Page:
A given movie's quality should be judged by artistic/intellectual merit as opposed to money made. - The Best Online Debate Website | DebateIsland.com The Best Online Debate Website | DebateIsland.com
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A given movie's quality should be judged by artistic/intellectual merit as opposed to money made.

Opening Argument

This would 
- Incentivize the creation of movies of a higher intellectual nature: essentially, higher reviews lead to larger audiences, which in turn lead to a more successful movie in terms of money. Giving higher reviews to more artistic and intellectual movies will make them earn more money. Since the movie industry operates to gain profit, it will incentivize more artistic and intellectual movies. Rating them on money made only limits the incentivization of movies to ones that get large audiences in the first place, namely, ones with good trailers that apply to many people. 
- result in an overall more culturally rich community.
- Enable movies to be compared with other movies in the past on a more fair playing field: one where inflation has no major effect.





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Arguments

  • Nah, it wouldn't work.  Usually the movies with the highest reviews are the most boring movies to hit the screens.  I usually find the best movies have mediocre reviews.
  • @CYDdharta, I actually think it's a self fulfilling prophecy. The higher reviews the higher viewership and money made. Most people view reviews before deciding to see a movie.

  • @CYDdharta, I actually think it's a self fulfilling prophecy. The higher reviews the higher viewership and money made. Most people view reviews before deciding to see a movie.

    No, that statement is demonstrably incorrect.  If you compare the top ten highest rated films from 2017 to the top ten highest grossing films of 2017, the only film that was in both categories was Star Wars:The Last Jedi.  I couldn't  Rotten Tomatoes 10 list for 2016, but I did find their top rated movies for 2016.  If you compare the movies that rated 98% to 100%, 22 in all, to the top ten grossing films of 2016, the only movie that was in both categories was Zootopia.
  • CYDdharta said:
    @CYDdharta, I actually think it's a self fulfilling prophecy. The higher reviews the higher viewership and money made. Most people view reviews before deciding to see a movie.

    No, that statement is demonstrably incorrect.  If you compare the top ten highest rated films from 2017 to the top ten highest grossing films of 2017, the only film that was in both categories was Star Wars:The Last Jedi.  I couldn't  Rotten Tomatoes 10 list for 2016, but I did find their top rated movies for 2016.  If you compare the movies that rated 98% to 100%, 22 in all, to the top ten grossing films of 2016, the only movie that was in both categories was Zootopia.
    This may be true, but keep in mind that reviewers can be completely biased when reviewing a movie. I saw a movie that got a 66%, but I thought was really great, and a film that got a 89% that I thought was mediocre. I think that judging a movie by the intellectual and artistic content would work because it would allow a more diverse style of reviewing a film. It would challenge reviewers to rate the ideas or themes presented by the movie rather than the special effects and plot captivation. However, this is somewhat already addressed when reviewers talk about bland characters or many loopholes in the story line. One of the best things to do is simply, when watching the movie, what areas do you think they did good in, say animation, acting, story line, and what lacked, say plot, themes, decoration? Overall, reviewers can give you a general idea of the film, but the audience is the overall judge. Therefore, it is meaningless to compare higher grossing films to highest rating because money and personal opinions don't need to correlate. Higher grossing films mean that the movie was advertised to the right people or that it was a recognizable name in a franchise, but higher ranking sets the bar for what you can "possibly" expect the quality to be.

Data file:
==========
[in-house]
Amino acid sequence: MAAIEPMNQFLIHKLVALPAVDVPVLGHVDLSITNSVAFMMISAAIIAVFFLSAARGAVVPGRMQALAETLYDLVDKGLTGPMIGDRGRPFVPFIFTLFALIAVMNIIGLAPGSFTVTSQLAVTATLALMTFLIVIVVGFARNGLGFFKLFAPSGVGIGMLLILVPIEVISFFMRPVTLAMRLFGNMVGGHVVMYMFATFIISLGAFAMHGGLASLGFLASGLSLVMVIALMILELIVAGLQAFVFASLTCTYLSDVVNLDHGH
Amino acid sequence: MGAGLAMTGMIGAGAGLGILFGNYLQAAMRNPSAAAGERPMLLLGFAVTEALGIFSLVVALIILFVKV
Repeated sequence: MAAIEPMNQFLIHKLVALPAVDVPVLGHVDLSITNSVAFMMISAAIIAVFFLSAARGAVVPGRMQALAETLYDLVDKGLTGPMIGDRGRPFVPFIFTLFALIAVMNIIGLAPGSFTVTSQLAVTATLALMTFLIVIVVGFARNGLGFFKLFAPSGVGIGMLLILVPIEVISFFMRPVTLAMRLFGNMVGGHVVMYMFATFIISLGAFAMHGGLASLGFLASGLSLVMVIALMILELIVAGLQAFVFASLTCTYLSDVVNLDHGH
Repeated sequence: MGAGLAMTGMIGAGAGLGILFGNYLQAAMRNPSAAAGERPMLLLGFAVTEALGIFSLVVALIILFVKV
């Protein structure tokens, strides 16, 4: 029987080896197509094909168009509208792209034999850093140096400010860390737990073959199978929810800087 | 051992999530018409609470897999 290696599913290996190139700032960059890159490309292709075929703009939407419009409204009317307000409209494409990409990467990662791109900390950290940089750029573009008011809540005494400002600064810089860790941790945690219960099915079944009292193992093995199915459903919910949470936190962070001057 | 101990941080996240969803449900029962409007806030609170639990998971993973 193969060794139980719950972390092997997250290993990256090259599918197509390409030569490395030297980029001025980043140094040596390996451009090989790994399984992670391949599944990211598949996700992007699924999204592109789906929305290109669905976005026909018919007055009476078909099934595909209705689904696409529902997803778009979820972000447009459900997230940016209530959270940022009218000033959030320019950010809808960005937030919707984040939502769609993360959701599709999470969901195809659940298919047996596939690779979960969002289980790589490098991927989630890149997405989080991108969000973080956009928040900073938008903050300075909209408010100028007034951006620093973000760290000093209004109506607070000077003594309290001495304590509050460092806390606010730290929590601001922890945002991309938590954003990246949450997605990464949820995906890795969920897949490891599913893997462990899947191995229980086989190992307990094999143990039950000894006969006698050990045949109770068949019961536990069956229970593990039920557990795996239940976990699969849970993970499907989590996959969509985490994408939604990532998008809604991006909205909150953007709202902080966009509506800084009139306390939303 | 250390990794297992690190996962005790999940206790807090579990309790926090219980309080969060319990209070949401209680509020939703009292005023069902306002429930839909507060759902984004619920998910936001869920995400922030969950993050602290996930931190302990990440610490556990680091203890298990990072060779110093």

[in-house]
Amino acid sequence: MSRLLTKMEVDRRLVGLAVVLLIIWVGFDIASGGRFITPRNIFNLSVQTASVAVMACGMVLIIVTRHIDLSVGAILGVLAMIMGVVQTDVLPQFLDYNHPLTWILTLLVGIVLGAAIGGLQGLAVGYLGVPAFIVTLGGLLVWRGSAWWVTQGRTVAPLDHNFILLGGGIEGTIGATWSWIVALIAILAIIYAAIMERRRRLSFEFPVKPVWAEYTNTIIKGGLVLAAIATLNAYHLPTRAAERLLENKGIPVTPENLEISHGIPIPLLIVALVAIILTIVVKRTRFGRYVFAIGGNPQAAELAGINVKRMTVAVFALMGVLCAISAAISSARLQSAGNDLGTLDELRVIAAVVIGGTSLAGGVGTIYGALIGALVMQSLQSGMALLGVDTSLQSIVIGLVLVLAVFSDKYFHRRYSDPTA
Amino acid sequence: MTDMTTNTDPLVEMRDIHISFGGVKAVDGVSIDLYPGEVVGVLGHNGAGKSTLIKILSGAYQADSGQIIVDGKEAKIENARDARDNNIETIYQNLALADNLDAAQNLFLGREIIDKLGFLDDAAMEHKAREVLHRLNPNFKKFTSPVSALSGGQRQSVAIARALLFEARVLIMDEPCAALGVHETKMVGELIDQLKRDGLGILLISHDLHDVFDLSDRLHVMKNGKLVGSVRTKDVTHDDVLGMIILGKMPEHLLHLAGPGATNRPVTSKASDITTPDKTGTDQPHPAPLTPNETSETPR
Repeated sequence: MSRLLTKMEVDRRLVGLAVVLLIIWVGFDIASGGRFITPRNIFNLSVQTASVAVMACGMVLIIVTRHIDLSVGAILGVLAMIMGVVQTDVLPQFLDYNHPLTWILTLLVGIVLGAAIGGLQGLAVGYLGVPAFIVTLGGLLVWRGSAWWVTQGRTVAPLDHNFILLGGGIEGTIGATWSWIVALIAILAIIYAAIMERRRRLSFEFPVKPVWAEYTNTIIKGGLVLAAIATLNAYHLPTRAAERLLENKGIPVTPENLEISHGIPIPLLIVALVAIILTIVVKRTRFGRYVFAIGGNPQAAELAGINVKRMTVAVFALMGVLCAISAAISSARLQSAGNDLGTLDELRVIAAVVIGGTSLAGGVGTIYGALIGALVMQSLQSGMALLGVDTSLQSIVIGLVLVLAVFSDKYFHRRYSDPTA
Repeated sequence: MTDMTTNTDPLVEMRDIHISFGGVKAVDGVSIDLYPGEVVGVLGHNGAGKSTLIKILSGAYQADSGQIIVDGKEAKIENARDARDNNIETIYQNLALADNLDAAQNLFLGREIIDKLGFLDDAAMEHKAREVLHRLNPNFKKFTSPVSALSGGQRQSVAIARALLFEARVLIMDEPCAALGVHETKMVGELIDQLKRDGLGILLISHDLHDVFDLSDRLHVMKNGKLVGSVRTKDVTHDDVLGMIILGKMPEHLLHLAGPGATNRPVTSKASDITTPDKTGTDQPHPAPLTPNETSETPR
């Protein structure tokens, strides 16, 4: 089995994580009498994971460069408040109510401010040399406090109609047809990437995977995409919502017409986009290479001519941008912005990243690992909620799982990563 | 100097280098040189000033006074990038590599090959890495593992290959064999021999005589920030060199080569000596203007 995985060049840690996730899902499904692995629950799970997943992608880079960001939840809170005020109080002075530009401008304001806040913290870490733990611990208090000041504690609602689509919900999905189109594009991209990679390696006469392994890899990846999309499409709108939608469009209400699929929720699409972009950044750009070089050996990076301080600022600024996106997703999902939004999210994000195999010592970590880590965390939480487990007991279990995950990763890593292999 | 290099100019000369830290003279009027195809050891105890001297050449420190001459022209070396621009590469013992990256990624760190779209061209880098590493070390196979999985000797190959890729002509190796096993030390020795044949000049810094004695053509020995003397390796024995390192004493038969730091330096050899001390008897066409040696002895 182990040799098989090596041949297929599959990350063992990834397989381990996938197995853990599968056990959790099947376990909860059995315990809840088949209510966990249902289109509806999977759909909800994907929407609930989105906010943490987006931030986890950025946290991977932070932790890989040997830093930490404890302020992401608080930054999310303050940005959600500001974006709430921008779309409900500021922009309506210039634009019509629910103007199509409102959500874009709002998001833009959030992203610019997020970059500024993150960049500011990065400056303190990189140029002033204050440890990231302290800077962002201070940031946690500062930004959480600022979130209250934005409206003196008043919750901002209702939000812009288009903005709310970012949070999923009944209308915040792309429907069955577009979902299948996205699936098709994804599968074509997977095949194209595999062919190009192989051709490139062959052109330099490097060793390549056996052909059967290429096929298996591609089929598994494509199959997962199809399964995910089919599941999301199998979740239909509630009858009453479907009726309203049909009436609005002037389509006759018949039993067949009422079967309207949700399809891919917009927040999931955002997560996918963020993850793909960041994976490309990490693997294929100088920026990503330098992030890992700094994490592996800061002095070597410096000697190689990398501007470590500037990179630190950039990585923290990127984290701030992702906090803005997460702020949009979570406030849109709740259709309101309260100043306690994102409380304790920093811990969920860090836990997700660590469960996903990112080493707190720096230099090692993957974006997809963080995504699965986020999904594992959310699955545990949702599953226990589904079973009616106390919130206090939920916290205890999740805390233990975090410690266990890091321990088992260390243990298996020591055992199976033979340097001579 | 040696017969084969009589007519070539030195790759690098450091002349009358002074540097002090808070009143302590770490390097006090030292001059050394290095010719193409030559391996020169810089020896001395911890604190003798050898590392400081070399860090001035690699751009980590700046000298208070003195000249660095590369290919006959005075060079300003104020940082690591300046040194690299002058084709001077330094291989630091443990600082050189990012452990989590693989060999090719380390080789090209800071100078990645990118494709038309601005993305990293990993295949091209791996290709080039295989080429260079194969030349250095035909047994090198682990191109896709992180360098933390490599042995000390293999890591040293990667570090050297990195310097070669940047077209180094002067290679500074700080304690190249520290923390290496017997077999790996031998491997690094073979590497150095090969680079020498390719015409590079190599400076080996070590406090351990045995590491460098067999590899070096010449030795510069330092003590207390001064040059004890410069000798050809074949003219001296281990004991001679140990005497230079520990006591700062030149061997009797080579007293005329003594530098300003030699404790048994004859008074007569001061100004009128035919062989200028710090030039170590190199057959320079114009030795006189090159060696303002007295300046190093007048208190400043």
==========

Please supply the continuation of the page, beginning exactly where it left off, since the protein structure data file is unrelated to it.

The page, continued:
A good debate is not judged by bias, but in the context of the debate, where objectivity is key and rationale prevalent. 
  • This argument is flawed from the beginning.  There are several intellectual movies that pose great questions, are loved by critics, but never make a profit.  Is this because they are bad?  Quite the opposite.  Most of the time its because they are too smart.  Movies have always mainly meant to be an escape from the real world, a doorway into fantasy and action-packed universes.  People mostly go to movies to have fun, laugh, cry, get their heart racing.  There is a minority who likes seeing intellectual movies.  But why would these massive companies decide to make movies asking about the meaning of life and cause their possible viewer base to turn away because they don't want a movie to make them think.  Movie companies are going to pander to the largest audience they can, which usually means make movies dumber and more action-packed.  Now it would be nice to get more intellectual movies on the big screen, but the fact just is that a lot of people don't want to go to movies that make them think.
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